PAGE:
Challenge, beauty in the ballet version of the Little Mermaid
By Zhang Qian
THE Little Mermaid is about to take off her tail and land in Shanghai in late October during the Shanghai International Arts Festival.
The ballet “The Little Mermaid,” created by John Neumeier, will be presented by the Central Ballet Theater at Shanghai Culture Square on October 22-23. The beautiful story works at levels for both children and adults, says Feng Ying, president of the ballet theater.
“The children may just find the beautiful underwater world attractive, while the adults may find their own reflection in the innocent Little Mermaid struggling in the human world of vanity,” says Feng. “How many of us can stick to the pure love with no strings attached like the Little Mermaid did?”
The ballet version of “The Little Mermaid” was created by Neumeier as a commissioned work for the Royal Danish Ballet in 2005 to commemorate the 200th anniversary of Hans Christian Andersen’s birthday. It is largely based on Andersen’s famous fairy tale, describing the sharp differences between the Little Mermaid’s simple underwater world and the complicated world of humans.
It had been staged by the Royal Danish Ballet, Hamburg Ballet, Bolshoi Ballet and San Francisco Ballet. In China, it was first presented by the Central Ballet Theater in 2012.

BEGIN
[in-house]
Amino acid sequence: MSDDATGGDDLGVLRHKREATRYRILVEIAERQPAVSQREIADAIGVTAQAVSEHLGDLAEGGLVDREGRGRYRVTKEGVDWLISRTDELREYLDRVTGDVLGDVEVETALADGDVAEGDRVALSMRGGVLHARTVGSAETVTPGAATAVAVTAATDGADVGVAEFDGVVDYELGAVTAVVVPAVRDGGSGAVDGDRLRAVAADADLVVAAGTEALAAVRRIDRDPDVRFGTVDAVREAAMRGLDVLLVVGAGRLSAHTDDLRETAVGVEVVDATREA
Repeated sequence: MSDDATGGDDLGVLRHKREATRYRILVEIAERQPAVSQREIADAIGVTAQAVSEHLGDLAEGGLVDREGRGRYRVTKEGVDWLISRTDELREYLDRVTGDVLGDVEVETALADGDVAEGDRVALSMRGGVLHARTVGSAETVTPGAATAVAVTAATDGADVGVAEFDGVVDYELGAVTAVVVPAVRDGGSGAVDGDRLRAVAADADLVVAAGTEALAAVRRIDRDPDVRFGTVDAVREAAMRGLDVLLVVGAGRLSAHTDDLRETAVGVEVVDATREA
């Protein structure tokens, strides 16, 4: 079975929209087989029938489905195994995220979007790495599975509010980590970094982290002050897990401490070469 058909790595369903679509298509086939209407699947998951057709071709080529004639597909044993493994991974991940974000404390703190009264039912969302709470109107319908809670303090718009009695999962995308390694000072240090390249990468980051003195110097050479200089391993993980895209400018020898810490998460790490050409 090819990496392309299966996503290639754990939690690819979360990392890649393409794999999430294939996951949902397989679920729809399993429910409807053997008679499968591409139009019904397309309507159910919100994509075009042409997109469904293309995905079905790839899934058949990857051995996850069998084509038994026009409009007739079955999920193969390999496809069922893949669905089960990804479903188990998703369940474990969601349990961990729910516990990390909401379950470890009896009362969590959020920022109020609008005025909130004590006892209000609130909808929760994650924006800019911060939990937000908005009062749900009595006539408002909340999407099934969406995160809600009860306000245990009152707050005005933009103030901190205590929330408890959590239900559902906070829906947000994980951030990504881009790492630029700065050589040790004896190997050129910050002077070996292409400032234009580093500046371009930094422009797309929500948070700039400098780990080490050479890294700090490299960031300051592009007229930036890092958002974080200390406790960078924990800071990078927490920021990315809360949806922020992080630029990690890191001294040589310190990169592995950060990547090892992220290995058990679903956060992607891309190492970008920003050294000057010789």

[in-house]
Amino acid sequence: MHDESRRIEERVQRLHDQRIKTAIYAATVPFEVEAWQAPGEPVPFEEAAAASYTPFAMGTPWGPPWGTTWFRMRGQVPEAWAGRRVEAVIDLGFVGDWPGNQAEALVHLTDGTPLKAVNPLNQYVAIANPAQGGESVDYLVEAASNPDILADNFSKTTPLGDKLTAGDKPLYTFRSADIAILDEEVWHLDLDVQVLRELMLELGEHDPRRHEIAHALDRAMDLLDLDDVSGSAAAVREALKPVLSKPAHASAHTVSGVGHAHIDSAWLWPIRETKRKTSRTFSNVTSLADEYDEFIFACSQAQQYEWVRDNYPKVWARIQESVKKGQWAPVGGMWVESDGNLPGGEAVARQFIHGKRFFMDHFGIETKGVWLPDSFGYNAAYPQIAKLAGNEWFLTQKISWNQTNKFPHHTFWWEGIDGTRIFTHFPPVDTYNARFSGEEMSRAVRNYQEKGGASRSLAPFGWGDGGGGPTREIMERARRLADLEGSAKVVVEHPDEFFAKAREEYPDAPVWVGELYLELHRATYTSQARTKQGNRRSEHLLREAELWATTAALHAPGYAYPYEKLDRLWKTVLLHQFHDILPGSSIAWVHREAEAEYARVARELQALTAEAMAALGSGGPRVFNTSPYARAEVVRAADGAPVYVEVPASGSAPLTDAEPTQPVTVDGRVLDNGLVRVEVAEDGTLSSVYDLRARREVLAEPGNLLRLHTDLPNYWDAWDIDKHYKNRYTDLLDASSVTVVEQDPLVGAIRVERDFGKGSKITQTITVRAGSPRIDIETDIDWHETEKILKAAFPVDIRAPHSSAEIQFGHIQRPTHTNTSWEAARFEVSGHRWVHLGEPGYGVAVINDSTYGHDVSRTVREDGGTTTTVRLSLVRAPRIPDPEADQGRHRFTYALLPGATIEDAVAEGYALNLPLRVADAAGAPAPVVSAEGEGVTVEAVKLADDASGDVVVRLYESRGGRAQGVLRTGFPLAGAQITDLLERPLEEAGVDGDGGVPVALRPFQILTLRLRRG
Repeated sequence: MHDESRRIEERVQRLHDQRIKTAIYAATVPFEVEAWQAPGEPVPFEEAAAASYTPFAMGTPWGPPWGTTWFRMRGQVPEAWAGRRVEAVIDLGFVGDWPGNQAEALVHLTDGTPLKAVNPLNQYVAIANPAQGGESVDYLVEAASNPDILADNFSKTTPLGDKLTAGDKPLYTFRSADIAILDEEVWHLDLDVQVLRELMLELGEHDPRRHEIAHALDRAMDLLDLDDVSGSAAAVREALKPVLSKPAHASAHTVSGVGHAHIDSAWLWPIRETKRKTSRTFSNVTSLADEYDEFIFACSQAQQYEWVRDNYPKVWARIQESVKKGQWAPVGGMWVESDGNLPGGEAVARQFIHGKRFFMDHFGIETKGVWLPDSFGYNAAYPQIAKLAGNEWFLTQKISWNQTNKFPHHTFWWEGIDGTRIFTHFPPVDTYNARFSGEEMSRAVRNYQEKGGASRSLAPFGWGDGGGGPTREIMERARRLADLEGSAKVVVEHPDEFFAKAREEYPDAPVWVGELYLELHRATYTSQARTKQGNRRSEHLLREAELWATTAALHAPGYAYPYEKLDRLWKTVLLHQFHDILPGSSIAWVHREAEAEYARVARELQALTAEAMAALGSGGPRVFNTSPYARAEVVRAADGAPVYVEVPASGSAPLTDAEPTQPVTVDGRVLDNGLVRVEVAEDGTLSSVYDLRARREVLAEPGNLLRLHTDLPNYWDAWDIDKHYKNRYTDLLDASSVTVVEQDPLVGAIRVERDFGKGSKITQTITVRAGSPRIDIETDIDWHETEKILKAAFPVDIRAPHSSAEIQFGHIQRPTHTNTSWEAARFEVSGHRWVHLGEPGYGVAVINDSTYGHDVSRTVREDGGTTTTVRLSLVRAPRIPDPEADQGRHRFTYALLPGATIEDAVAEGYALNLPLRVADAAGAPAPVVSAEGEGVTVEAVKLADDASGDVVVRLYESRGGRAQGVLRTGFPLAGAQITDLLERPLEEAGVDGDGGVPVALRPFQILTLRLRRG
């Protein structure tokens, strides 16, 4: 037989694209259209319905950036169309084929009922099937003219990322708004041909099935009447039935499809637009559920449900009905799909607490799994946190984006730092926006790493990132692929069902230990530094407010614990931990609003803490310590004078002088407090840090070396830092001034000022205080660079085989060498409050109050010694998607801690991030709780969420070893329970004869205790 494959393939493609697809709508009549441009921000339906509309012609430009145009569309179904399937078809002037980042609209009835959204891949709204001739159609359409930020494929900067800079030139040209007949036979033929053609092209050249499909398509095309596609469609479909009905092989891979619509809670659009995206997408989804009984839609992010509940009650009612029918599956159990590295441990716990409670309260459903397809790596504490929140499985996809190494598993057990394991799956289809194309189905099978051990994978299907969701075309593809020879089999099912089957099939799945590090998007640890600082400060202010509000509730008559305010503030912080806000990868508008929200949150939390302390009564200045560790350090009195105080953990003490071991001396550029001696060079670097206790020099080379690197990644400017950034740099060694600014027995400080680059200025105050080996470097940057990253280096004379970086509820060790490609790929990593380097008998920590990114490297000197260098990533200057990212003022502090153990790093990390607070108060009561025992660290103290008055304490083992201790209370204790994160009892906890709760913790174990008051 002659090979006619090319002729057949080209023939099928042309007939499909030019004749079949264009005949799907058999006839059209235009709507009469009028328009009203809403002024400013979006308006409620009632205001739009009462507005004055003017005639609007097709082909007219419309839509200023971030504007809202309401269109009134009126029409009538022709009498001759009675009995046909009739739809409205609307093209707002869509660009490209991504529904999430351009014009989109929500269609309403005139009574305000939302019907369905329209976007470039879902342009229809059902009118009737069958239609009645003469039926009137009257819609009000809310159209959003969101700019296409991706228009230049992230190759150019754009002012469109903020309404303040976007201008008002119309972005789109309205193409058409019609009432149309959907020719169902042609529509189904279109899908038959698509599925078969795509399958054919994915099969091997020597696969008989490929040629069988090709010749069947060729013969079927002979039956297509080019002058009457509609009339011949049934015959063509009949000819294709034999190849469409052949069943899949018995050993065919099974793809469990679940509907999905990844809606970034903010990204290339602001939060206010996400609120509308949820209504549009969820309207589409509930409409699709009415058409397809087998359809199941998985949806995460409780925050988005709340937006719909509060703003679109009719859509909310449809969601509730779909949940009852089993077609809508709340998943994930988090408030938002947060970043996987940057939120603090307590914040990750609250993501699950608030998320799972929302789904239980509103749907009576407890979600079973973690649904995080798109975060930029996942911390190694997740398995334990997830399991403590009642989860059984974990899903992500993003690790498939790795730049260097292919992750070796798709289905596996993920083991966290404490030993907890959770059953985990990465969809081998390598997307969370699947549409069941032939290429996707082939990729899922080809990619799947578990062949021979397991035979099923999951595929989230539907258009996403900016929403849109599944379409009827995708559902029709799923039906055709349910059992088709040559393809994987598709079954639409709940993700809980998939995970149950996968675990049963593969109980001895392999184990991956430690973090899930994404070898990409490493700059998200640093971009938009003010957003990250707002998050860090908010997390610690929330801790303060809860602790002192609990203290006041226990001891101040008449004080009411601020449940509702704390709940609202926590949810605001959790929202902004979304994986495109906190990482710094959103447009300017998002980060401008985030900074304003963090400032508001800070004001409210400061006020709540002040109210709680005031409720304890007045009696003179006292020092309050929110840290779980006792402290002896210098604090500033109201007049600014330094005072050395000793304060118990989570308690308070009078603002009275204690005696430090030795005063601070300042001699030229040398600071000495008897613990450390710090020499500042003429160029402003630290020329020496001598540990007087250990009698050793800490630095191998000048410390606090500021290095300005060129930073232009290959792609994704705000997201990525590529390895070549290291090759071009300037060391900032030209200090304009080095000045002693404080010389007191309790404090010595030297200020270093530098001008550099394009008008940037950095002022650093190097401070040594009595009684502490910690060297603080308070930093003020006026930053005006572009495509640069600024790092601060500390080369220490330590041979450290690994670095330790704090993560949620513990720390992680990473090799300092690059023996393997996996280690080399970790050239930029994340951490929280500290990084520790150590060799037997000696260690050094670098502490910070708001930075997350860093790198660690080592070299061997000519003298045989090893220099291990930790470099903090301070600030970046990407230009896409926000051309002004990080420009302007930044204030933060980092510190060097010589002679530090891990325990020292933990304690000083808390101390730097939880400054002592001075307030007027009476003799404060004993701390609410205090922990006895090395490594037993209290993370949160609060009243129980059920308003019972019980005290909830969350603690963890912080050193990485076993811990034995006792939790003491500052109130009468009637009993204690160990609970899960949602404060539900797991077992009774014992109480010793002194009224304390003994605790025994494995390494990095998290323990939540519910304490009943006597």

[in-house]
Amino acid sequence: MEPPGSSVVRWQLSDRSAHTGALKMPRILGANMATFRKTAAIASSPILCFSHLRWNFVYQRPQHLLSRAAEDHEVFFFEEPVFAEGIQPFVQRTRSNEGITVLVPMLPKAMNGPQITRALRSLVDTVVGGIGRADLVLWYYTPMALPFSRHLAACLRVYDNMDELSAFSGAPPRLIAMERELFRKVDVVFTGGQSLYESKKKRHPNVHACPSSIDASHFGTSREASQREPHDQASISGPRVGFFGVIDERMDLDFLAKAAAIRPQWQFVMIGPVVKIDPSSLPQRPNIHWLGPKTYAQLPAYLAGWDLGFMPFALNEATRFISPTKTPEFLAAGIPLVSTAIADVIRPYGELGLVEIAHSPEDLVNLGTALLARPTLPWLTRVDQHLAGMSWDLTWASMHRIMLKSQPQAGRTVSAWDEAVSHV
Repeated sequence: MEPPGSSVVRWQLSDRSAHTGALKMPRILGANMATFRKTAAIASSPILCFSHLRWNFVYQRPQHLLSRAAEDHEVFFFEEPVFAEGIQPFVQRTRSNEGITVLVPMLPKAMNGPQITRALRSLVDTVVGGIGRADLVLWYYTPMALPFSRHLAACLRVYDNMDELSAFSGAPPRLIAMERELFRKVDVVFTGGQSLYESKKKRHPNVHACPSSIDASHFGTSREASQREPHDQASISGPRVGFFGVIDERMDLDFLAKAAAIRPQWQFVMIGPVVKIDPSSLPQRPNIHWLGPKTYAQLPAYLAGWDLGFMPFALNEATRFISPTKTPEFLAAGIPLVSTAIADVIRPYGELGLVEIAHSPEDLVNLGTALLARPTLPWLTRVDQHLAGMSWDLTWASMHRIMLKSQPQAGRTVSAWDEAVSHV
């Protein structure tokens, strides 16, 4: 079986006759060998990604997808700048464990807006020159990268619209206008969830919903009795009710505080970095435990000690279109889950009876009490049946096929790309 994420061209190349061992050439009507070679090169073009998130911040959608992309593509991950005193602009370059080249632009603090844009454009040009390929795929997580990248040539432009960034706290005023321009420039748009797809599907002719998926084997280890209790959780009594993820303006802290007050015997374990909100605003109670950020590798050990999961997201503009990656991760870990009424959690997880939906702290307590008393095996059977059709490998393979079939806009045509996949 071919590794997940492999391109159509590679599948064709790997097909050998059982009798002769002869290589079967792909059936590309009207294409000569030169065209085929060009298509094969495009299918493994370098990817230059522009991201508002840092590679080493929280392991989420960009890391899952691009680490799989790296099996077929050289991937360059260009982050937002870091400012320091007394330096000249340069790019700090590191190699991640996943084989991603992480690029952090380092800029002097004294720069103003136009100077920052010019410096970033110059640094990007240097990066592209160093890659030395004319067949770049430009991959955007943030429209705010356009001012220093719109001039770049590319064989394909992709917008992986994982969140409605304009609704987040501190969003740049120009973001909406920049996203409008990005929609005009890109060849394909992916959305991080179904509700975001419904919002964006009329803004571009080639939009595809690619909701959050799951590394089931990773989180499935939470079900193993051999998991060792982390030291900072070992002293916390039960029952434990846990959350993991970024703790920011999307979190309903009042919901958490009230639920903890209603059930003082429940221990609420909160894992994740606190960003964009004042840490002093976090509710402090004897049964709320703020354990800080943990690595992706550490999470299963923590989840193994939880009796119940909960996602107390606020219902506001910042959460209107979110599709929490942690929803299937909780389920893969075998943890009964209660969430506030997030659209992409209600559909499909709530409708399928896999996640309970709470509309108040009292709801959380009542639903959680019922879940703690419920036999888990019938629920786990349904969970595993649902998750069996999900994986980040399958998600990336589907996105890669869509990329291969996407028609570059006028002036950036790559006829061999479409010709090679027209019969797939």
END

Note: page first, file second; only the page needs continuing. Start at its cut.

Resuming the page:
According to Feng, Neumeier personally recommended “The Little Mermaid” to the Central Ballet Theater when it was considering introducing one of his plays in 2009. He was confident about a great interpretation by the Chinese ballet dancers, with their peaceful and introverted characteristics.
Interpreting the characters rather than just completing the dance movements is a basic requirement of Neumeier for every dancer in the show, according to Lu Na, who plays a supporting role in “The Little Mermaid.”
“He always briefed the character and its role in the story, and then taught us how to use body language and facial expression including eye contact, as he believes details determine success or failure,” says Lu.
Neumeier told the dancers in rehearsal that he didn’t want to help the Central Ballet Theater simply make a copy, but create a Little Mermaid of their own.
“It is very demanding to play the Little Mermaid, as she has to present her change and struggle by body language,” says Feng. “The mermaid gave up her tail and freedom in the underwater world, and put on pointe shoes so as to be as attractive as the princess. However, she can never be.”
Oriental elements such as mask art in local operas are widely used to highlight the characteristics of the underwater creatures. And especially long pantskirt that resembles the water sleeves in Chinese opera helps create beautiful tales of the mermaid.
“Wearing the long pantskirt, the dancers just could not help falling down at first, but they adapted to it in repetitive practice and managed perfect leaps with it,” says Feng.